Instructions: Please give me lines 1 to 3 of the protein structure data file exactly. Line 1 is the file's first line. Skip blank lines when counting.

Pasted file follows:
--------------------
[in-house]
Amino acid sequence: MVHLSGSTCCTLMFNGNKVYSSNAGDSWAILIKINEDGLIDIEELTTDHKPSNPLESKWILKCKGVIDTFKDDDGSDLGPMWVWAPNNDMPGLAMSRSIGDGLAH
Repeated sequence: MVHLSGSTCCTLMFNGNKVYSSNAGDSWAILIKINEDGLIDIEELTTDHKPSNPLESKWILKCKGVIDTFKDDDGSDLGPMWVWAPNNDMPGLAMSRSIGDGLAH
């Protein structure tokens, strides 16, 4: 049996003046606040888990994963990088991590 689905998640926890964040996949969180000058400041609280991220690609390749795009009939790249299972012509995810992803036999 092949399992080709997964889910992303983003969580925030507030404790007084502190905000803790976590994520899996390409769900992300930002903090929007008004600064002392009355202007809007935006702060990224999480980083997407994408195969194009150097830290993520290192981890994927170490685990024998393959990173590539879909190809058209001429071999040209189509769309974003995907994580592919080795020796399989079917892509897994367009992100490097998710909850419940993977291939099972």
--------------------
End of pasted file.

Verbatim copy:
[in-house]
Amino acid sequence: MVHLSGSTCCTLMFNGNKVYSSNAGDSWAILIKINEDGLIDIEELTTDHKPSNPLESKWILKCKGVIDTFKDDDGSDLGPMWVWAPNNDMPGLAMSRSIGDGLAH
Repeated sequence: MVHLSGSTCCTLMFNGNKVYSSNAGDSWAILIKINEDGLIDIEELTTDHKPSNPLESKWILKCKGVIDTFKDDDGSDLGPMWVWAPNNDMPGLAMSRSIGDGLAH